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Chemistry LibreTexts

8: Acids and Bases

  • Page ID
    142275
    • 8.1: An Introduction to Acids and Bases
      We encounter acids and bases often in our daily lives. For example, heartburn is a buildup of excess stomach acid, which can back up into the esophagus causing a burning sensation. In chemistry, acids and bases have been defined differently by three sets of theories.  The simplest theory is the Arrhenius definition, which revolves around the idea that acids are substances that produce hydrogen (H+) ions when in water, whereas bases produce hydroxide (OH-) ions in aqueous solution.
    • 8.2: Brønsted-Lowry Acids and Bases
      A compound that can donate a proton (a hydrogen ion) to another compound is called a Brønsted-Lowry acid. The compound that accepts the proton is called a Brønsted-Lowry base. The species remaining after a Brønsted-Lowry acid has lost a proton is the conjugate base of the acid. The species formed when a Brønsted-Lowry base gains a proton is the conjugate acid of the base. Thus, an acid-base reaction occurs when a proton is transferred from an acid to a base.
    • 8.3 Lewis Acids and Bases
      Lewis proposed that the electron pair is the dominant actor in acid-base chemistry. An Lewis acid is a substance that accepts a pair of electrons, and in doing so, forms a covalent bond with the entity that supplies the electrons. A Lewis base is a substance that donates an unshared pair of electrons to a recipient species with which the electrons can be shared. Lewis acis/base theory is a powerful tool for describing many chemical reactions used in organic and inorganic chemistry.
    • 8.4: Acid Strength and the Acid Dissociation Constant (Ka)
      Acid–base reactions always contain two conjugate acid–base pairs. Each acid and each base has an associated ionization constant that corresponds to its acid or base strength. Two species that differ by only a proton constitute a conjugate acid–base pair. The magnitude of the equilibrium constant for an ionization reaction can be used to determine the relative strengths of acids and bases.
    • 8.5: Autoionization of Water and pH
      Water is amphiprotic: it can act as an acid by donating a proton to a base to form the hydroxide ion, or as a base by accepting a proton from an acid to form the hydronium ion ( H3O+ ). The autoionization of liquid water produces OH− and H3O+ ions. The equilibrium constant for this reaction is called the ion-product constant of liquid water (Kw) and is defined as Kw=[H3O+][OH−] . At 25°C, Kw is 1.01×10−14 ; hence pH+pOH=pKw=14.00 .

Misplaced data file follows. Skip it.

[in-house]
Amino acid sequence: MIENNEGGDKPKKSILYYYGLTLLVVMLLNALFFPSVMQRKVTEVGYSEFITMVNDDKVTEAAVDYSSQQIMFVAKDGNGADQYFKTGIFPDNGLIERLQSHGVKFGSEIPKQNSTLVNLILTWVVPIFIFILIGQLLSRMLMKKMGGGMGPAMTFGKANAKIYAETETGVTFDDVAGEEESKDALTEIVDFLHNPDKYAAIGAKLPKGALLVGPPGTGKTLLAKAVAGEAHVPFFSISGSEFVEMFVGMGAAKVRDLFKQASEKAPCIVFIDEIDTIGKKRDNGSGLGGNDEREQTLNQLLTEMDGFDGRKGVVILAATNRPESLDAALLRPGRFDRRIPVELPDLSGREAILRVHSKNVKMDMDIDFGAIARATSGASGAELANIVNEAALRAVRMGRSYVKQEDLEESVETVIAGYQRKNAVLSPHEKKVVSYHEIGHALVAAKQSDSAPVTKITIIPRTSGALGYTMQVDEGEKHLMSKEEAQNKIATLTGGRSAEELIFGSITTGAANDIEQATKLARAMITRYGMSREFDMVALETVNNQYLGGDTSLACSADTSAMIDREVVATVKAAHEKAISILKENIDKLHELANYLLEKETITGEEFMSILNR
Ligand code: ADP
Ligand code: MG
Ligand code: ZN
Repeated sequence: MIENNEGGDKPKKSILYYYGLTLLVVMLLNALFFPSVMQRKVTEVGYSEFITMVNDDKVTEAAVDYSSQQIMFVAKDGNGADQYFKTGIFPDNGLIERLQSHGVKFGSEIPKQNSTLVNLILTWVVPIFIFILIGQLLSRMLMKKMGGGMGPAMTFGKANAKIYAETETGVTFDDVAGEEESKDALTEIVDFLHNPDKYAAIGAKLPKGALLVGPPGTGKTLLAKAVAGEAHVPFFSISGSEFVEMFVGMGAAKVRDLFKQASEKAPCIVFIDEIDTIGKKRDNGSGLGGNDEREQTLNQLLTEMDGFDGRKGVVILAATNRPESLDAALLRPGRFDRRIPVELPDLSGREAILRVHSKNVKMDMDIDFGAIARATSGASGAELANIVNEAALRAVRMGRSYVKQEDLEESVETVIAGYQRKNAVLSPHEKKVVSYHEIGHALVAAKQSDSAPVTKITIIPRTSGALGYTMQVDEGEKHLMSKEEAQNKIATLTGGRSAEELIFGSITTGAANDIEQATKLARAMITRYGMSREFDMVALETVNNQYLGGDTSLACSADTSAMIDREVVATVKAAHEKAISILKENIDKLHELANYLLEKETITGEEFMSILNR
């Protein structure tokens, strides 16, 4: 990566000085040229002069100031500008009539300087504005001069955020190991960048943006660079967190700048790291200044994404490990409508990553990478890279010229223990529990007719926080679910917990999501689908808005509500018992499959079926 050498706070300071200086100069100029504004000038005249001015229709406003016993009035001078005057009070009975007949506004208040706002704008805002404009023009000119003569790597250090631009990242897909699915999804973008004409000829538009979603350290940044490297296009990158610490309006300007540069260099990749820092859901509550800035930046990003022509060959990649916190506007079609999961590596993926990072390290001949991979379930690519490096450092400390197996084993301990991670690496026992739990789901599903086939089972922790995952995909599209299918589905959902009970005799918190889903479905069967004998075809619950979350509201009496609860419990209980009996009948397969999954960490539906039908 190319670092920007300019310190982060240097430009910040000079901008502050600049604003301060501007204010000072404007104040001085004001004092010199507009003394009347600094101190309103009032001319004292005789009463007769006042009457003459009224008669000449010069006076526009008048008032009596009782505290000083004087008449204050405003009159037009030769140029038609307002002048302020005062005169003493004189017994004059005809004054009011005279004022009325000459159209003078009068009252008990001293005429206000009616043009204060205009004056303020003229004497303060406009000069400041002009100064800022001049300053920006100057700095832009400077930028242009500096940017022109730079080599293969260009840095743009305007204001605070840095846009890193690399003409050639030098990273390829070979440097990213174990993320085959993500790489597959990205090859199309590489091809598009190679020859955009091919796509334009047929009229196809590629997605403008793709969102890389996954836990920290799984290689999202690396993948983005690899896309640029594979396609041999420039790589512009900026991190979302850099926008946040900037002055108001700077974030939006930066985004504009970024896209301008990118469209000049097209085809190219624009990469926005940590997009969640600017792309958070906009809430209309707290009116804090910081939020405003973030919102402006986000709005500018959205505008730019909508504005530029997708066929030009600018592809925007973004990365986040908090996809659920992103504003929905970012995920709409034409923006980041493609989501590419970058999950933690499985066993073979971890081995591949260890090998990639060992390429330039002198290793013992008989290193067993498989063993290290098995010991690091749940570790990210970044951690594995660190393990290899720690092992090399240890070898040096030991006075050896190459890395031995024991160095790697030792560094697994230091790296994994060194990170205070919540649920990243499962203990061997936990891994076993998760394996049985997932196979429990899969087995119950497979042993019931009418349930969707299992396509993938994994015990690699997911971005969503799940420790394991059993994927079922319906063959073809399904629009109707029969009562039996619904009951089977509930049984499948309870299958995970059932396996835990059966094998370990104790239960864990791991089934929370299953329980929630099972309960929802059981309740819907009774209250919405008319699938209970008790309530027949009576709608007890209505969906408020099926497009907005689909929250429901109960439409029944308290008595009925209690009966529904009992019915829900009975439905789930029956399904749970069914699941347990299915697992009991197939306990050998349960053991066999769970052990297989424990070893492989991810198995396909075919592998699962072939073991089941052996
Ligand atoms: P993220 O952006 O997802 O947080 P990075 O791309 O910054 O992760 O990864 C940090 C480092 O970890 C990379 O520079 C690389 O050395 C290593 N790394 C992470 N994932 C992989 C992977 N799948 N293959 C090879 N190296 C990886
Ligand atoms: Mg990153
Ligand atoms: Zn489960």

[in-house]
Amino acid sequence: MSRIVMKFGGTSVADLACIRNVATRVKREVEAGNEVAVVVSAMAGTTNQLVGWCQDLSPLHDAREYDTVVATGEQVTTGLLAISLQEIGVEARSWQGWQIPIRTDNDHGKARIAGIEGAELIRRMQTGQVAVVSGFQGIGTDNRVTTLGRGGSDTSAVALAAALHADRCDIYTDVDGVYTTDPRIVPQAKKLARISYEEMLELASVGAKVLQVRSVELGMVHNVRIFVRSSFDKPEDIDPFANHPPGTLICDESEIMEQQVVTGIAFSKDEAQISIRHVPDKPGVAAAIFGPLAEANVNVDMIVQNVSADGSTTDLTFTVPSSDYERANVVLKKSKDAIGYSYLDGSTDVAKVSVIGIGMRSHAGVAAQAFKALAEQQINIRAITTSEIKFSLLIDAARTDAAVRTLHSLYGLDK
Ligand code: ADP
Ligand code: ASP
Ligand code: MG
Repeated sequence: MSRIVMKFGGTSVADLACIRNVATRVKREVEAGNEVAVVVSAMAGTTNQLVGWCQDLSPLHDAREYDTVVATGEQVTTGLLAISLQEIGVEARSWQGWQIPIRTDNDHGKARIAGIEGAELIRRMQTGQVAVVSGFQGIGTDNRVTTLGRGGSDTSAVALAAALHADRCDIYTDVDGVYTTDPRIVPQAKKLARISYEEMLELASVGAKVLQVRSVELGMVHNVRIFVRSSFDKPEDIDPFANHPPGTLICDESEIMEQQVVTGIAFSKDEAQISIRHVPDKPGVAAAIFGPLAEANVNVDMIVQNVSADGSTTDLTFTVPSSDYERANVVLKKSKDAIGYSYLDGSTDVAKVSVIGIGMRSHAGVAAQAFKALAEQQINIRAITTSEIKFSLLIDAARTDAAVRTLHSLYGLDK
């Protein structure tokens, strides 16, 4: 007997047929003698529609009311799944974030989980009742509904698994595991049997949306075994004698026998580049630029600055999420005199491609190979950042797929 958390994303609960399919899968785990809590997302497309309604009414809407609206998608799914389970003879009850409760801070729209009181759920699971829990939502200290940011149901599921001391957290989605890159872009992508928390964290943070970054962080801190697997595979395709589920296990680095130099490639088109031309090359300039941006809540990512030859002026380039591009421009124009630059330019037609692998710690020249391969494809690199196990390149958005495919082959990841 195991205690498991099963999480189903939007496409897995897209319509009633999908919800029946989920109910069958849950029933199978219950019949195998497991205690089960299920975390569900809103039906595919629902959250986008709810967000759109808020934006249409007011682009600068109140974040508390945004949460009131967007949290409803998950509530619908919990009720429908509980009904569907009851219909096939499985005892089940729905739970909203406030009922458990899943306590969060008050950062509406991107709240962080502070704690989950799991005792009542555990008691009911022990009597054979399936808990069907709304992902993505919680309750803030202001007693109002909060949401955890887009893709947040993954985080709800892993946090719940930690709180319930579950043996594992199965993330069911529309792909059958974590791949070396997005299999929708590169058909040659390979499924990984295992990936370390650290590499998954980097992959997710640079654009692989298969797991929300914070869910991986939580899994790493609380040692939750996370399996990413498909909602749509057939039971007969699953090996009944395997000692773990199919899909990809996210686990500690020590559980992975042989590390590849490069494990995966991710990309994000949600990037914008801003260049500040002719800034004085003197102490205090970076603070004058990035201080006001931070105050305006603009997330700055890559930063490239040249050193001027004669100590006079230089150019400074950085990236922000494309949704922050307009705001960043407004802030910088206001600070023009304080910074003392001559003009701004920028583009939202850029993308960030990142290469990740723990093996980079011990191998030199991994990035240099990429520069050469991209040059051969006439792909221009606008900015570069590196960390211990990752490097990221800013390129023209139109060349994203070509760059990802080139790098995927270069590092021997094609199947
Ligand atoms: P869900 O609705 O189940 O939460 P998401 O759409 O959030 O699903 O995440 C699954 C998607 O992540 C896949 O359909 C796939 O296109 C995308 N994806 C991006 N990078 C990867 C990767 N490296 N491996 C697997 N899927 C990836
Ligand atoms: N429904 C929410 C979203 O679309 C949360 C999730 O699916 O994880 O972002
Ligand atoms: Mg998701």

• 8.6 - Finding the Hydronium Ion Concentration and pH of Strong and Weak Acid Solutions
      If we wish to find the hydronium ion concentration ([H3O+]) and the pH of a solution, we need to know both the strength of the acid (or base) and the concentration of the acid (or base). We will find that we need to treat strong acids (and bases) differently than weak acids (and bases) based on the extent to which they react with water.
    • 8.7: The Acid-Base Properties of Ions and Salts
      A salt can dissolve in water to produce a neutral, a basic, or an acidic solution, depending on whether it contains the conjugate base of a weak acid as the anion (A− ), the conjugate acid of a weak base as the cation ( BH+ ), or both. Salts that contain small, highly charged metal ions produce acidic solutions in water. The reaction of a salt with water to produce an acidic or a basic solution is called a hydrolysis reaction.
    • 8.8: Buffers: Solutions That Resist pH Change
      Buffers are solutions that resist a change in pH after adding an acid or a base. Buffers contain a weak acid ( HA ) and its conjugate weak base (A−). Adding a strong electrolyte that contains one ion in common with a reaction system that is at equilibrium shifts the equilibrium in such a way as to reduce the concentration of the common ion. Buffers are characterized by their pH range and buffer capacity.
    • 8.9 Buffer Capacity and Buffer Range
    • 8.10: Lewis Acids and Bases
      Lewis proposed that the electron pair is the dominant actor in acid-base chemistry. An Lewis acid is a substance that accepts a pair of electrons, and in doing so, forms a covalent bond with the entity that supplies the electrons. A Lewis base is a substance that donates an unshared pair of electrons to a recipient species with which the electrons can be shared. Lewis acis/base theory is a powerful tool for describing many chemical reactions used in organic and inorganic chemistry.
    • 8.11: Acid/Base (Exercises)